“Our tattoos are a permanent reminder that we belong to something bigger than ourselves.”
“Our identity is our power.” The proverb resonated powerfully with Dion Kazsas after reading an article concerning the resurgence of Māori culture in Aotearoa (New Zealand). The phrase helped to inform his own understanding of ancestral mark making, and to empower his project of cultural revival.
Kazsas is an internationally-acclaimed cultural tattoo practitioner and co-founder of Earthline Tattoo School. He is of Hungarian, Métis, and Nlaka’pamux heritage, and has been working in the revival of Indigenous tattooing since 2012.
Recently, Kazsas co-curated Body Language: Reawakening Cultural Tattooing of the Northwest, featured at the Legacy Art Gallery since Jan. 13, 2022. The exhibit, first appearing at the Bill Reid Art Gallery of Northwest Coast Art in 2018, presents photographs and works from five Indigenous artists: Kazsas, Nakkita Trimble (Nisga’a), Nahaan (Tlingit), Corey Bulpitt (Haida), and Dean Hunt (Heiltsuk).
In 1885, the Canadian government imposed its infamous Potlatch Ban. With this forced separation of people from their rites and rituals, the tattooing and body adornment practices of Northwest Indigenous Nations were nearly lost.
Body Language seeks to reclaim these practices, in order to provide a sense of protection, belonging, and empowerment to Indigenous people.
“When you have a tattoo mark that identifies you with your community, sometimes you can look down and you can see that ‘hey, this mark and this design connects me to my ancestors, connects me to my community, and connects me to my territory,’” said Kazsas.
“Ink marks paths through skin like rivers across the land,” reads the gallery write-up. A photograph shows Kaszas carefully weaving thread beneath someone’s skin to lay trails of ink. Skin stitching was traditionally practiced with deer bone and sinews. Today, the practice is performed with stainless steel needles and polyester thread.
Also featured is a section on the Indigenous practice of hand-poking, appropriated in modern vocabulary as “stick-and-poke.” Displays of traditional ink of red ochre and devil’s club root made into charcoal can be examined in detail. Hand-poking is often less painful on the skin than a tattoo machine, and can take less time to heal.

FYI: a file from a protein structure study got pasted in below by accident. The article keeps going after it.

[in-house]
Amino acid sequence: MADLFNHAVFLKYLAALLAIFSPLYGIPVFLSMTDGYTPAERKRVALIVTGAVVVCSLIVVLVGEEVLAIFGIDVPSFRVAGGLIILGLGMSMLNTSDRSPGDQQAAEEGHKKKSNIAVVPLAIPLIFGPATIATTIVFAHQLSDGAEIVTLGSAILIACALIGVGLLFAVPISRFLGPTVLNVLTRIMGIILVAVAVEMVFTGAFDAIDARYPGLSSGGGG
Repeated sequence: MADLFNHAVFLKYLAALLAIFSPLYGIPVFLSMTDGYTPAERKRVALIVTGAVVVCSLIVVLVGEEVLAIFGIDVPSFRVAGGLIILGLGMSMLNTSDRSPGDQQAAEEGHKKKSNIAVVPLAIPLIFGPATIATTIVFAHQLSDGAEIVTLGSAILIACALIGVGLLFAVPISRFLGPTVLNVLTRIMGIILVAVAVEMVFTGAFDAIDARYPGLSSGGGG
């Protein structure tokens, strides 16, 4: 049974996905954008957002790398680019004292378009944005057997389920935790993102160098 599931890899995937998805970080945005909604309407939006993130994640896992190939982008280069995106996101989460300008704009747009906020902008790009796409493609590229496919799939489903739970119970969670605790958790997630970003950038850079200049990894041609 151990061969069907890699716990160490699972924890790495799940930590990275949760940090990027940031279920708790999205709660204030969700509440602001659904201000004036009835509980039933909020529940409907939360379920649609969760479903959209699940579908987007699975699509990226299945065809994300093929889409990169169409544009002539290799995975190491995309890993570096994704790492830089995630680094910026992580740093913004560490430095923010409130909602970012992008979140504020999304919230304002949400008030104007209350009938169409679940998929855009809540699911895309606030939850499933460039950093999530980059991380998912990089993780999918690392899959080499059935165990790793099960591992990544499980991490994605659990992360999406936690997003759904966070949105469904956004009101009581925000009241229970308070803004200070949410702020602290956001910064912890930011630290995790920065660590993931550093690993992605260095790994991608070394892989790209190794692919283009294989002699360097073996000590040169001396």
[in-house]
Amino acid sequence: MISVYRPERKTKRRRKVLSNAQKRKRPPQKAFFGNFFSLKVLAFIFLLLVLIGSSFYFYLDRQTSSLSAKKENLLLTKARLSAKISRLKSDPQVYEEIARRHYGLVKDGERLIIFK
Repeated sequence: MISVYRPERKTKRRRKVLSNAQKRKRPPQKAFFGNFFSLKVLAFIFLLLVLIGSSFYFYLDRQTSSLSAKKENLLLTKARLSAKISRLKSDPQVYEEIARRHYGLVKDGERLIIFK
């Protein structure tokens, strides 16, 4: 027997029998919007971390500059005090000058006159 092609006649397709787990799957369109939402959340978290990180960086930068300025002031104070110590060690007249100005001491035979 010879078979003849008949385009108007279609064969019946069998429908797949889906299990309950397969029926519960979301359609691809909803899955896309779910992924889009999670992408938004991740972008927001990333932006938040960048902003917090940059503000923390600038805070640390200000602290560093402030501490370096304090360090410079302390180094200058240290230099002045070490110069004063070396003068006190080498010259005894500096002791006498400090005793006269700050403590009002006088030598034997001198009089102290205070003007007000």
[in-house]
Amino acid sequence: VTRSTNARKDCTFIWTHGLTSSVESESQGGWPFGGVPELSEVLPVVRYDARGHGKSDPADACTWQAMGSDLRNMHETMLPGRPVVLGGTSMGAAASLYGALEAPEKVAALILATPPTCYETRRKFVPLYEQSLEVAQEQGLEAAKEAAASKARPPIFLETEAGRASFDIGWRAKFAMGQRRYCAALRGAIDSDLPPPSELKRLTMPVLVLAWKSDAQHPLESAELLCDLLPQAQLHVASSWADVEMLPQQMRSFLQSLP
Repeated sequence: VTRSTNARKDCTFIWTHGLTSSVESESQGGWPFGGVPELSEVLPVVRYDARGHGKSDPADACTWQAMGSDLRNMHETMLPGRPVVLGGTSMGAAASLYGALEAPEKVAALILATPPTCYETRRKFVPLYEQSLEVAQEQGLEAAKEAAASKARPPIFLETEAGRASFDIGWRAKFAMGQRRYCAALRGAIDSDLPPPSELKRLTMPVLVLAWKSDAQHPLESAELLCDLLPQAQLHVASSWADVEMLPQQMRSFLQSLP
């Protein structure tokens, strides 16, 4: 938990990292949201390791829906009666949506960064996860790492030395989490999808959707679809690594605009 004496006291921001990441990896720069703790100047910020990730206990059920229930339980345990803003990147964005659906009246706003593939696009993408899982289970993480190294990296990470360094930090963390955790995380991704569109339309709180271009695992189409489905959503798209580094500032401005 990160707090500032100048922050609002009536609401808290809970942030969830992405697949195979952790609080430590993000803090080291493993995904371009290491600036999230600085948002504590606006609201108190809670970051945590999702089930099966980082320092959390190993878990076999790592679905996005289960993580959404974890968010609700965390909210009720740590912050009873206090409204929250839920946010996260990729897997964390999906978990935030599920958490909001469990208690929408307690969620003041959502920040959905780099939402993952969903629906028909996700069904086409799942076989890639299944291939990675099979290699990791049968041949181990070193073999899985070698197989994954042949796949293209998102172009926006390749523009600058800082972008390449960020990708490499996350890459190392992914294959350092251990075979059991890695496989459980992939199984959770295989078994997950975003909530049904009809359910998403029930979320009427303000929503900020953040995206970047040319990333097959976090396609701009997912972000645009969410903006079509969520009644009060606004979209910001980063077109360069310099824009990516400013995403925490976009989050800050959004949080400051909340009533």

Kazsas says that tattooing is a human impulse, and has existed on every continent except Antarctica. He estimates that about 60 per cent of his own body is covered by ink.
The visual motifs and designs featured run across all media — skin tattoos, spruce-root baskets, rock art, pictographs, and painted clothing.
“It’s the same thing today, a Nike swoosh means the same thing whether it’s on a pair of shoes, on a TV commercial, in a magazine,” said Kazsas.
“When we look at our ancestral art-making practices, our visual language is informed by our land, our geography, and our territory.”
Near the end of the exhibit is a box of severed tattooed hands, the topmost speckled with smallpox and clutching a cross.
When asked about the motivation behind his projects, Kaszas pointed to the high rates of suicide, depression, and substance abuse among Indigenous peoples, caused not only by the usurpation of land, but by the colonial effort at eredicating identity.
“[Reclamation practices] are starting to reverse those processes of colonization that started to disrupt and destroy our identities, and our connections to our lands and our communities.”
Kazsas spoke of Tongva-Ajachmem two-spirit Elder L. Frank Manriquez. Manriquez said that receiving the traditional “111” facial tattoo was like “reaching a hand across time to hold hands with their ancestors.”
For those who feel disconnected from or unsure of their roots, Kaszas said modern generations have a responsibility to create a new culture.
He quoted Papua New Guinean skin marker, Julia Mage’au Grey, who said, “We are the new old.”
“When we start to do things that bring pride back to our people, and help us to see that we have a bright future ahead, we can start to envision ourselves in that future,” said Kazsas.
Body Language runs until April 9, at 630 Yates St. downtown, and is free to the public.